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Local Heroes

Show's theme, sung by Southside Johnny, who's spent most of his career playing in South Jersey bars to the people "Heroes" tries to portray, sets a promising tone: "These are the best of times," he intones in a poignant and strong voice. But "Heroes" renegs on the song's promise.

With:
Cast: Ken Hudson Campbell, Jay Mohr, Paula Cale, Jason Kristofer, Justin Louis, Kristin Dattilo-Hayward, Rhonda Gemignani, Tricia Vessey. Glory days, they'll pass you by," sang Bruce Springsteen, and these guys on "Local Heroes" embody that lyric: They're trapped in their high school glory days. Problem is, this sitcom from Witt-Thomas Prods. goes for cheap laughs, hinting at, but never committing to, the working-class pathos that would take "Heroes" to a more interesting level.

Show’s theme, sung by Southside Johnny, who’s spent most of his career playing in South Jersey bars to the people “Heroes” tries to portray, sets a promising tone: “These are the best of times,” he intones in a poignant and strong voice. But “Heroes” renegs on the song’s promise.

Eddie (Ken Hudson Campbell) is the leader of this quartet of pathetic bachelors.

TX:Filmed in Los Angeles by Witt-Thomas Prods., Warner Bros. and No Humans Were Harmed Prods. Executive producers, Frank Mula, Paul Junger Witt, Tony Thomas, Gary S. Levine; co-executive producers, David Richardson, Regina Larsen; associate producers, Sallie Kleiman; director, Ted Wass; writer, Mula; He lives at home with his eccentric mother (Rhonda Gemignani) and slutty little sister, Nikki (Tricia Vessey). A lot of the show’s action takes place at Blue Lou’s Bar, where Eddie and his friends Jake (Jay Mohr), Stosh (Jason Kristofer) and Mert (Justin Louis) hang out, drink beer and trade barbs with waitress Gloria (Paula Cale), also a high school buddy.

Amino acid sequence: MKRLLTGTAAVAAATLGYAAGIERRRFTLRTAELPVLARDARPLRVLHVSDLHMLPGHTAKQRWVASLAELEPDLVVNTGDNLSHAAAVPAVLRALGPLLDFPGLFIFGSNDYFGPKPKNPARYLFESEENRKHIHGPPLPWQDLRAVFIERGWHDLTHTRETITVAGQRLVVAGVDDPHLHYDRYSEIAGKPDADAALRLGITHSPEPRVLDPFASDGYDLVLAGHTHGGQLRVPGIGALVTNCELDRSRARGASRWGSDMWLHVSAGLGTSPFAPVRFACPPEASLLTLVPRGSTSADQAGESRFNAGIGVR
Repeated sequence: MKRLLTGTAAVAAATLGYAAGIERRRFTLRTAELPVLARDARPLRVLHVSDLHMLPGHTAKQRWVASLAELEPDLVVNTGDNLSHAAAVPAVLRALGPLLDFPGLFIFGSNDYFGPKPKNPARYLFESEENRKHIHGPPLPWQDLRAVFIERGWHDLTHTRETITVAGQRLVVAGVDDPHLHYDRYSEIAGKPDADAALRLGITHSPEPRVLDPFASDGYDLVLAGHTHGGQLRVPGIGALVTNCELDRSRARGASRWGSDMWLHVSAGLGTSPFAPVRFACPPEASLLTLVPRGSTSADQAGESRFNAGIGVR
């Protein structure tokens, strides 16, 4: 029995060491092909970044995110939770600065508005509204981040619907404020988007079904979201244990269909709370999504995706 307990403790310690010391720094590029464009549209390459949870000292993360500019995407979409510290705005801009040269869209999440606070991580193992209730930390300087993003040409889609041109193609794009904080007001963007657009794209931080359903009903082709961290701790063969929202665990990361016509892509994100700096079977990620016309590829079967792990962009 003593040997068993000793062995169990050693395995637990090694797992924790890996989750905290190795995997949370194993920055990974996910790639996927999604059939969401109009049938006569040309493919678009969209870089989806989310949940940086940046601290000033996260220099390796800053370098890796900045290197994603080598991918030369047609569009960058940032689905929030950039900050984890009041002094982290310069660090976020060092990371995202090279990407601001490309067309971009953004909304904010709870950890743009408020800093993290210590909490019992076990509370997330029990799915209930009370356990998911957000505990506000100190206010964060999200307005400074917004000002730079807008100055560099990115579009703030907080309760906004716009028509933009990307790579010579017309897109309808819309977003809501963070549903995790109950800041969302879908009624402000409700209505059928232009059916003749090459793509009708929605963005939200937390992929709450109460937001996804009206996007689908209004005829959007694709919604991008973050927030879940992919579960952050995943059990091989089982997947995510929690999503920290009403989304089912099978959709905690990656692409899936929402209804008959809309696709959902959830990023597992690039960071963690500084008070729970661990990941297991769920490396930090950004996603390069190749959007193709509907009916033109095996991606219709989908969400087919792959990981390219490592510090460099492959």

Pilot centers on the four guys kidnapping their alma mater’s mascot before the big football game (Greg Brady did the same thing on “The Brady Bunch”). Pilot also intro’s Mert’s girlfriend, Bonnie (Kristin Dattilo-Hayward), who wants to get married; Mert has successfully avoided such a proposition for quite some time.

The writing tries to hold up these Peter Pans as real working-class heroes, valiantly facing each day in the face of boring, nowhere jobs, but mostly “Heroes” goes for the “Married … With Children” school of humor, although there are one or two gems among the tired marriage-avoidance jokes, woman jokes and guys-drooling-over-girls jokes.

Frustrated by the immaturity of Mert and his friends, Bonnie tells them, “Even cheese, left alone, will mature!”

But this is the kind of sitcom that has a Polish character who, although not blatantly stupid (this is the ’90s, after all), is the biggest loser of the bunch as well as being off-center.

The cast interacts OK, and Campbell is especially effective as Eddie tries to keep his mother and little sister in line.

“Heroes” is set in Pittsburgh, but, except for mention of that city’s pro sports teams, series could be taking place anywhere.

Tech credits are pro, and the production design conveys the blue-collar atmosphere well.

Local Heroes

Production: Local Heroes (Sun. (17), 9:30-10 p.m., Fox)

Crew: Cameras, Dean Cosanella, Chester Jackson, Bryan McKenzie, Jeff Rifkin; editor, Bill Petty; production designer, Michael Hynes; sound, Evan Adelman; music, George Englund, Nick South; theme, Barry Goldberg, Gary Mallaber, performed by Southside Johnny; casting, Juel Bestrop.

With: Cast: Ken Hudson Campbell, Jay Mohr, Paula Cale, Jason Kristofer, Justin Louis, Kristin Dattilo-Hayward, Rhonda Gemignani, Tricia Vessey. Glory days, they'll pass you by," sang Bruce Springsteen, and these guys on "Local Heroes" embody that lyric: They're trapped in their high school glory days. Problem is, this sitcom from Witt-Thomas Prods. goes for cheap laughs, hinting at, but never committing to, the working-class pathos that would take "Heroes" to a more interesting level.

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